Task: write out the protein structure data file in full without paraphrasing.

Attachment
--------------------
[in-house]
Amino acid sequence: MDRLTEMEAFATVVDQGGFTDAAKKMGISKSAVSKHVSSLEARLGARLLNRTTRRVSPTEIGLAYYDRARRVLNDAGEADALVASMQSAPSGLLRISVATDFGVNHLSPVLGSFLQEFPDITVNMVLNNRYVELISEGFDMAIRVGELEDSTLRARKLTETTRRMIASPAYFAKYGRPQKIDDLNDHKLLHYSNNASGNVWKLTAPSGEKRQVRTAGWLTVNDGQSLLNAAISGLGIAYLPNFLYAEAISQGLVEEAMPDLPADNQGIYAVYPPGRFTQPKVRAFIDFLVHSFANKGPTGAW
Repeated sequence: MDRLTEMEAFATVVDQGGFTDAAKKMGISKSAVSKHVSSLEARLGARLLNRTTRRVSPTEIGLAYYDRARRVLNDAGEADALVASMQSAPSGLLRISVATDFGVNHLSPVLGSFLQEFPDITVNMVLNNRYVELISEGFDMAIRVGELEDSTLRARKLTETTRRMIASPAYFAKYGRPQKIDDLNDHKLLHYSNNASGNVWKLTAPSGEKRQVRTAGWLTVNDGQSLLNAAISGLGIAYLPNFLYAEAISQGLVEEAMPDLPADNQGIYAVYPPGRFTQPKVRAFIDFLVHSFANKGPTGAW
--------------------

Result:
[in-house]
Amino acid sequence: MDRLTEMEAFATVVDQGGFTDAAKKMGISKSAVSKHVSSLEARLGARLLNRTTRRVSPTEIGLAYYDRARRVLNDAGEADALVASMQSAPSGLLRISVATDFGVNHLSPVLGSFLQEFPDITVNMVLNNRYVELISEGFDMAIRVGELEDSTLRARKLTETTRRMIASPAYFAKYGRPQKIDDLNDHKLLHYSNNASGNVWKLTAPSGEKRQVRTAGWLTVNDGQSLLNAAISGLGIAYLPNFLYAEAISQGLVEEAMPDLPADNQGIYAVYPPGRFTQPKVRAFIDFLVHSFANKGPTGAW
Repeated sequence: MDRLTEMEAFATVVDQGGFTDAAKKMGISKSAVSKHVSSLEARLGARLLNRTTRRVSPTEIGLAYYDRARRVLNDAGEADALVASMQSAPSGLLRISVATDFGVNHLSPVLGSFLQEFPDITVNMVLNNRYVELISEGFDMAIRVGELEDSTLRARKLTETTRRMIASPAYFAKYGRPQKIDDLNDHKLLHYSNNASGNVWKLTAPSGEKRQVRTAGWLTVNDGQSLLNAAISGLGIAYLPNFLYAEAISQGLVEEAMPDLPADNQGIYAVYPPGRFTQPKVRAFIDFLVHSFANKGPTGAW